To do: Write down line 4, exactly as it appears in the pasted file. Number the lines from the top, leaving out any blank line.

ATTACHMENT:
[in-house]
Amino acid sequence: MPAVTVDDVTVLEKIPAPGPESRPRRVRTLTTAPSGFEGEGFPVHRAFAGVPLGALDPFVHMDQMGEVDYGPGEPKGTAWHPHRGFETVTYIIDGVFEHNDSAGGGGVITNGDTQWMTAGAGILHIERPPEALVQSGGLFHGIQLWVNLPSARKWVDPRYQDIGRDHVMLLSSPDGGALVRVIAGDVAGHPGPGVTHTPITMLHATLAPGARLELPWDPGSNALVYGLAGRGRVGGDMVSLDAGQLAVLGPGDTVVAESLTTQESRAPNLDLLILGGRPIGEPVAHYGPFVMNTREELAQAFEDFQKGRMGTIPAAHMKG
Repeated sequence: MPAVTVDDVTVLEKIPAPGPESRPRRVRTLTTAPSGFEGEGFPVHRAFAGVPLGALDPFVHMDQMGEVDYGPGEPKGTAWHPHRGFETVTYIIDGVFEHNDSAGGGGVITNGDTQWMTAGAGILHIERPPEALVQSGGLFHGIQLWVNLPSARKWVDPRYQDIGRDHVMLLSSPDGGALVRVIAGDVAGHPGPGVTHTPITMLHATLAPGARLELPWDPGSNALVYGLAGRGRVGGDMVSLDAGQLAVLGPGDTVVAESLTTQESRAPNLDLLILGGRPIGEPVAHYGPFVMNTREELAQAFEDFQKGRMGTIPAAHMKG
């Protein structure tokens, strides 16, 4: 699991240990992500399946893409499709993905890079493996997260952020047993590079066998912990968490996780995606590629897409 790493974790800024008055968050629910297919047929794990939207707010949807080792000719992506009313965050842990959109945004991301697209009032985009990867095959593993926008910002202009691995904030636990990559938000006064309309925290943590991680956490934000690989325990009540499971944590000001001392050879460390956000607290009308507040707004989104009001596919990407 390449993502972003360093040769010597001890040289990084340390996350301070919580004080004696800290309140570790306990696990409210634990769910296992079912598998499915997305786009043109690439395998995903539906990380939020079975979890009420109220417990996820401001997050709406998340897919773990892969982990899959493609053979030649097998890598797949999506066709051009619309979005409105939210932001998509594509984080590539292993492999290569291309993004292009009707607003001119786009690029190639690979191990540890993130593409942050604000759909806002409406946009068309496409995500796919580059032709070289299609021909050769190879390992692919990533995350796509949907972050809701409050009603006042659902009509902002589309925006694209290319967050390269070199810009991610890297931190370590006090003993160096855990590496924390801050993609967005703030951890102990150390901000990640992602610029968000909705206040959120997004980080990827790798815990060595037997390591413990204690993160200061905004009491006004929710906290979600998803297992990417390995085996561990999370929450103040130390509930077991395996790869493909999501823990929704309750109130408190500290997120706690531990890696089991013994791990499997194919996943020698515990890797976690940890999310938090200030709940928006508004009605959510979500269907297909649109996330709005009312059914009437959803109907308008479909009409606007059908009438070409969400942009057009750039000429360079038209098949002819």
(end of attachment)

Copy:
């Protein structure tokens, strides 16, 4: 699991240990992500399946893409499709993905890079493996997260952020047993590079066998912990968490996780995606590629897409 790493974790800024008055968050629910297919047929794990939207707010949807080792000719992506009313965050842990959109945004991301697209009032985009990867095959593993926008910002202009691995904030636990990559938000006064309309925290943590991680956490934000690989325990009540499971944590000001001392050879460390956000607290009308507040707004989104009001596919990407 390449993502972003360093040769010597001890040289990084340390996350301070919580004080004696800290309140570790306990696990409210634990769910296992079912598998499915997305786009043109690439395998995903539906990380939020079975979890009420109220417990996820401001997050709406998340897919773990892969982990899959493609053979030649097998890598797949999506066709051009619309979005409105939210932001998509594509984080590539292993492999290569291309993004292009009707607003001119786009690029190639690979191990540890993130593409942050604000759909806002409406946009068309496409995500796919580059032709070289299609021909050769190879390992692919990533995350796509949907972050809701409050009603006042659902009509902002589309925006694209290319967050390269070199810009991610890297931190370590006090003993160096855990590496924390801050993609967005703030951890102990150390901000990640992602610029968000909705206040959120997004980080990827790798815990060595037997390591413990204690993160200061905004009491006004929710906290979600998803297992990417390995085996561990999370929450103040130390509930077991395996790869493909999501823990929704309750109130408190500290997120706690531990890696089991013994791990499997194919996943020698515990890797976690940890999310938090200030709940928006508004009605959510979500269907297909649109996330709005009312059914009437959803109907308008479909009409606007059908009438070409969400942009057009750039000429360079038209098949002819």